This file photo shows a grizzly bear roaming near Beaver Lake in Yellowstone National Park. On Thursday, U.S. District Judge Dana Christensen extended a temporary restraining order blocking the hunting of Yellowstone area grizzly bears in Wyoming and Idaho while he mulls restoring federal protections for the large carnivores.

State wildlife commissioners gave initial approval to draft hunting regulations for the Yellowstone grizzly bear and an agreement between the states of Montana, Idaho and Wyoming that would split up potential harvest should Endangered Species Act protections be removed from the bears.

Both are meant to augment the conservation strategy released by the U.S. Fish and Wildlife Service put out in March, when it unveiled the proposal to delist the Yellowstone grizzly bears. The bears were first listed as threatened under the law in 1975, when it was estimated there were 136 bears in the Yellowstone region. Now there are more than 700, and federal and state officials consider the bears recovered.

“This is one of the great success stories,” said commission chair Dan Vermillion of Livingston. “You have to accept the fact that there’s an exit ramp at some point.”

The commission’s vote Thursday opens the plan and the agreement for public comment until June 17. A final decision on both is expected in July.

Officials emphasized that approving the two measures doesn’t mean there will be grizzly bear hunting anytime soon. The bear has to be delisted first — officials expect a final proposal by the end of the year — and the commission would examine opening a season sometime after that.

The three-state agreement lines out how they would divide allowed discretionary mortality between the three states in a 19,279-square-mile area. Bear deaths there would be limited based on population levels and expected natural deaths, and the allowed discretionary killing would be split between the states.

State wildlife officials would meet each year to hammer that out, though the share each state would get is described in the agreement. Wyoming would get 58 percent, Idaho would get 8 percent, and Montana would get 34 percent.

John Vore, FWP’s game management bureau chief, said they expect Montana’s share of the discretionary killing to be very limited, fewer than 10 in most years.

“This number would likely be very low in most years, probably zero in some,” Vore said.

USFWS is requiring each of the three states to put forward draft hunting regulations, which Vore said was the reason FWP crafted the proposal presented Thursday.

The draft regulations recommended a spring and fall hunting season in seven grizzly bear management units near the border of Yellowstone National Park from Interstate 15 east to the western border of the Crow Indian Reservation. To protect female and young bears, it would prohibit killing of bears that are seen in groups. It also would prohibit killing bears in dens.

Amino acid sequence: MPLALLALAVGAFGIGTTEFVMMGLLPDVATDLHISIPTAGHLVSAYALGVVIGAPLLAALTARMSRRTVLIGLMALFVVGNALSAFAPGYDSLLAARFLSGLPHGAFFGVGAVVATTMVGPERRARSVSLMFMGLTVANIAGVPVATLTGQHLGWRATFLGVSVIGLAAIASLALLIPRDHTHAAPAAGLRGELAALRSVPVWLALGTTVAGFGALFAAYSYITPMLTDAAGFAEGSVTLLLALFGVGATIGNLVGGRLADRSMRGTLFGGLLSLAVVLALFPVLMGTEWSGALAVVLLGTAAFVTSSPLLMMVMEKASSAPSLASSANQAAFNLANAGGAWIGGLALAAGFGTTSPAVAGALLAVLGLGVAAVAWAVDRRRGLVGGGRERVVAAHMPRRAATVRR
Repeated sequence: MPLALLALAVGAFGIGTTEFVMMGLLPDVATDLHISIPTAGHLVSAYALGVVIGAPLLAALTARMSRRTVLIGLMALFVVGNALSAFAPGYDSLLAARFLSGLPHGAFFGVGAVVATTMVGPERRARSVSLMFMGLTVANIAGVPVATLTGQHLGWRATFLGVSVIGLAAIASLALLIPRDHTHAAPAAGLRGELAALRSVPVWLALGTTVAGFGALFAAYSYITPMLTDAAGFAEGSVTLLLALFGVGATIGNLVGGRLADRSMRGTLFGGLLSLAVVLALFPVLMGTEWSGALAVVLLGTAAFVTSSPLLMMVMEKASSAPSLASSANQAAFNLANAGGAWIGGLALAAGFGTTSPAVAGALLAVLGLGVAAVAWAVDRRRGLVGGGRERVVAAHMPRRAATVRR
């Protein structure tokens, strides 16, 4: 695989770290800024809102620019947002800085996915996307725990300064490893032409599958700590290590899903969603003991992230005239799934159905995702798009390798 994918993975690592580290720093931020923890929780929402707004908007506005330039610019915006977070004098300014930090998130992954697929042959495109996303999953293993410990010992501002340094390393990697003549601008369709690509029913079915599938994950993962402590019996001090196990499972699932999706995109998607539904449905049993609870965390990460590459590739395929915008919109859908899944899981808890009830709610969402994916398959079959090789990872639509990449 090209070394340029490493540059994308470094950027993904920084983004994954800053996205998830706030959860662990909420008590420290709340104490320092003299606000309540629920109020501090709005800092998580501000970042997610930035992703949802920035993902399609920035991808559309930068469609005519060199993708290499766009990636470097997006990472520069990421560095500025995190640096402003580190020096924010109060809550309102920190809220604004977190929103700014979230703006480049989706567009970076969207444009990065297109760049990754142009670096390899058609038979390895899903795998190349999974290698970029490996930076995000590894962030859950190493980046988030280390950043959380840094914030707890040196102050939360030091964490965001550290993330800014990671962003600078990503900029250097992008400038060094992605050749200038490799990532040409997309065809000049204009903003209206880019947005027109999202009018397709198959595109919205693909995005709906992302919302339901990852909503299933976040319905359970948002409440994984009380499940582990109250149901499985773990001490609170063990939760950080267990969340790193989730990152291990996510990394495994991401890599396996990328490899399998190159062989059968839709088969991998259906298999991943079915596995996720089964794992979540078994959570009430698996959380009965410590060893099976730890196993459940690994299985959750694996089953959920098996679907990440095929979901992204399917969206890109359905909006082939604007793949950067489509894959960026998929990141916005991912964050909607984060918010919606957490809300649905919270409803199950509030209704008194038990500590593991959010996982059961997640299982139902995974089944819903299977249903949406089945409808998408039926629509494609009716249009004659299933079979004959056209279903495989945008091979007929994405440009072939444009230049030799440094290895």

Licenses would be limited to the number of bears that hunters can kill, and those who draw a license wouldn’t be able to try again for seven years. A bear tag would cost a resident $150 plus a $50 trophy license if they are successful. Non-residents would pay $1,000.

Missoula commissioner Gary Wolfe pointed out discrepancies in the wording of the three-state agreement and the USFWS’ conservation strategy and delisting rule, saying those needed to be fixed before the agreement got final approval. He said discrepancies could leave a door open for environmental groups to sue and stop delisting, which they did in 2007 when the bears were last delisted.

“We should minimize the opportunity for people to throw darts at this,” Wolfe said.

Several public commenters at the meeting said it was too soon to start talking about hunting the bears, and that FWP and the commission needed to delay conversations on the topic.

Tom France, of the National Wildlife Federation, said the agency instead needed to look at grizzly bear management more holistically, rather than focusing on the hunting of bears in the Yellowstone region.

“We think the hunting regulations are premature,” France said.

Erin Edge, of Defenders of Wildlife, said that hunting shouldn’t be allowed near Yellowstone’s borders or in places where bears might have a chance at linking up with other grizzly populations, like the one in the Northern Continental Divide, which many argue is necessary for the long-term viability of grizzly bears.

“Our hope is that future generations will be witness to a larger and interconnected population,” Edge said.

Paul Rossingol, of Montana Sportsmen for Fish and Wildlife, expressed support for the proposals, arguing that it was the right time to start thinking about grizzly hunting.

“There’s no reason being behind the eight-ball” when work can begin now, he said.

Mac Minard, the executive director of the Montana Outfitters and Guides Association, also supported the proposals, saying that hunting could help bear management as a whole.

“The opportunity to provide some focused and conservative hunting opportunity can help us with human and bear interactions,” Minard said.

{span}The three-state agreement requires approval from each state. Wyoming’s Game and Fish commission approved the agreement this week, and Idaho’s commission is expected to follow suit. {/span}

Michael Wright can be reached at or at 582-2638. Follow him on Twitter @mj_wright1.

Michael Wright covers the environment and wildlife issues for the Chronicle.

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